iTunes (/ˈt(j)nz/)[1] is a software program that acts as a media player, media library, mobile device management utility, and the client app for the iTunes Store. Developed by Apple Inc., it is used to purchase, play, download, and organize digital multimedia, on personal computers running the macOS and Windows operating systems, and can be used to rip songs from CDs, as well as play content with the use of dynamic, smart playlists. Options for sound optimizations exist, as well as ways to wirelessly share the iTunes library.

Screenshot of iTunes 12.7.1 on Windows 10
Developer(s)Apple Inc.
Initial releaseJanuary 9, 2001; 21 years ago (2001-01-09)
Stable release
12.12.4 / May 18, 2022; 2 months ago (2022-05-18)
Operating system
(Latest Version)
SuccessorApple TV (macOS)
Apple Music (macOS)
Apple Podcasts (macOS)
Finder (software) (macOS)
Size400 MB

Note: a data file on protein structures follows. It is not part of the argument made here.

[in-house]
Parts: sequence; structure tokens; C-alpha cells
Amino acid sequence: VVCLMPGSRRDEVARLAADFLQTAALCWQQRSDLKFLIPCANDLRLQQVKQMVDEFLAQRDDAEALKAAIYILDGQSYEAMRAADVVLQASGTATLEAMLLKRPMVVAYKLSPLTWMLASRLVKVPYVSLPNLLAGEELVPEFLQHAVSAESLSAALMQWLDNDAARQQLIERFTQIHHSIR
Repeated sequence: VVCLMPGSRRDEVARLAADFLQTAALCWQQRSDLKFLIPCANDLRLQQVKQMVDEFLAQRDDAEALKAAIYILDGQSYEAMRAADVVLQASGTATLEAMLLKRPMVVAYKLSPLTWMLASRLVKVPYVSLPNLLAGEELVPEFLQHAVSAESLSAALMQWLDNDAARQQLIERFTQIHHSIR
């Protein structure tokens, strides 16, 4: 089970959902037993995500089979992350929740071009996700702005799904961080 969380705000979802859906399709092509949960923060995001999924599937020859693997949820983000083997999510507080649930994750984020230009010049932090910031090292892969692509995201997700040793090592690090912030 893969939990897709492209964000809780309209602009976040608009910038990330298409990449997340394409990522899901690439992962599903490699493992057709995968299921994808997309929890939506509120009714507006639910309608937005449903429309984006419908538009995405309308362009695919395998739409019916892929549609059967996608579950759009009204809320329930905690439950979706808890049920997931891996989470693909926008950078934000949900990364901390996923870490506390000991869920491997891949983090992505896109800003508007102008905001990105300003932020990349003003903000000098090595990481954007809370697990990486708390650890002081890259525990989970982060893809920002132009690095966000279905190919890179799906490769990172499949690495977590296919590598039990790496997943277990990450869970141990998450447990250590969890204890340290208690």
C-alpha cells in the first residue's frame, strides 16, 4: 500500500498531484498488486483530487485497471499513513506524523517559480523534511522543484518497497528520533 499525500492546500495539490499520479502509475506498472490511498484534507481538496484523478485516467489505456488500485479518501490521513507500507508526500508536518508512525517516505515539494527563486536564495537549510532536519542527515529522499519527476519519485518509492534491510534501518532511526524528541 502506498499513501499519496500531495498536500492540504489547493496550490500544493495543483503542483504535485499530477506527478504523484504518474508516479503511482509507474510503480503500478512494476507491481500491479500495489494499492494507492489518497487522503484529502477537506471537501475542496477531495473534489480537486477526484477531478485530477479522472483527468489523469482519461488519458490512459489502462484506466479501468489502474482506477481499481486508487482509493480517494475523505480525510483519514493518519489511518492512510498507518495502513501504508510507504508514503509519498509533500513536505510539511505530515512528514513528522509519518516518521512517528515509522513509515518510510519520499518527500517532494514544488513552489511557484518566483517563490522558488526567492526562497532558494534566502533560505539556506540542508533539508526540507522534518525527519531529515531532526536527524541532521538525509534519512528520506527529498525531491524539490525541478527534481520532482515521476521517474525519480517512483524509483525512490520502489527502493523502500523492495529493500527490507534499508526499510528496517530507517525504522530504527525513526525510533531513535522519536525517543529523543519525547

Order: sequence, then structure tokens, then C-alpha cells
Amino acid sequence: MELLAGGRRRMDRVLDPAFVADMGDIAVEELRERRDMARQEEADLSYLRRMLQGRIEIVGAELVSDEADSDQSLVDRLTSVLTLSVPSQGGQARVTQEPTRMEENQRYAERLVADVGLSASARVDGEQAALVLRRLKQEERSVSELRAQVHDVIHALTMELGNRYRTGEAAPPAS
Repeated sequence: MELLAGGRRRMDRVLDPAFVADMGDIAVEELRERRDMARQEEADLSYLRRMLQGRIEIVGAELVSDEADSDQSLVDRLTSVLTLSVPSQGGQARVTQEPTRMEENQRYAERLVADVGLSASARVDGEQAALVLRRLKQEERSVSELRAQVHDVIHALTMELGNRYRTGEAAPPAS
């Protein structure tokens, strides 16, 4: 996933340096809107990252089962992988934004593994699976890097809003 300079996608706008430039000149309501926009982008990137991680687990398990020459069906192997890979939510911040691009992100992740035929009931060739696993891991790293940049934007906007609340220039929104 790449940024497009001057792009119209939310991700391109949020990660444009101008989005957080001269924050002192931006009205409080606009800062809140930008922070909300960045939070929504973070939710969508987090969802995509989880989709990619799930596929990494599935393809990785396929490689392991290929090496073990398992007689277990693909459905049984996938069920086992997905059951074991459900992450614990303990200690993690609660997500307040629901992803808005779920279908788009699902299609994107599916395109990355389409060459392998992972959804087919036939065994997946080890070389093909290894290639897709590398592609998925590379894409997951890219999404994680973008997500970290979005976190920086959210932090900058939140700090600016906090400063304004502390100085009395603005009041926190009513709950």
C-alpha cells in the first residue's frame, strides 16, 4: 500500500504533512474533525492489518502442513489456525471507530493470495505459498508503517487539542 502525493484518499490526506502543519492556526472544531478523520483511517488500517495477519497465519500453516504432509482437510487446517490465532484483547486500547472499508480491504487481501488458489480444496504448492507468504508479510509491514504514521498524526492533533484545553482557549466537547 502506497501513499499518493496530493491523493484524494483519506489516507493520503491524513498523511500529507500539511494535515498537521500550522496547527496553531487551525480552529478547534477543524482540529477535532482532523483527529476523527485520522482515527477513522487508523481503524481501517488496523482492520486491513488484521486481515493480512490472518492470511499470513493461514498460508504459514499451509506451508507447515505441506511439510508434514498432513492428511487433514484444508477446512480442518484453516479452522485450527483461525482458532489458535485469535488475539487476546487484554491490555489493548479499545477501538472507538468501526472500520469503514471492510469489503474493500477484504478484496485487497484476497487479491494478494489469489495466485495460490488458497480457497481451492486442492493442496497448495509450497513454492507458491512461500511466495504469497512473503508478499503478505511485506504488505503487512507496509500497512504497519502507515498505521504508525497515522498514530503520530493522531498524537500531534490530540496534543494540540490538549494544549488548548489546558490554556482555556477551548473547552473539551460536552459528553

Originally announced by CEO Steve Jobs on January 9, 2001, iTunes' original and main focus was music, with a library offering organization and storage of Mac users' music collections. With the 2003 addition of the iTunes Store for purchasing and downloading digital music, and a version of the program for Windows, it became a ubiquitous tool for managing music and configuring other features on Apple's line of iPod media players, which extended to the iPhone and iPad upon their introduction. Starting in 2005, Apple expanded on the core music features of iTunes with support for digital video, podcasts, e-books, and mobile apps purchased from the iOS App Store. Since the release of iOS 5 in 2011, these devices have become less dependent on iTunes, though it can still be used to back up their contents.

Though well received in its early years, iTunes received increasing criticism for a bloated user experience, which incorporated features beyond its original focus on music. Beginning with Macs running macOS Catalina, iTunes was replaced by separate apps, namely Music, Podcasts, and TV, with Finder taking over the device management capabilities.[2][3] (This change would not affect iTunes running on Windows or older macOS versions.[4])

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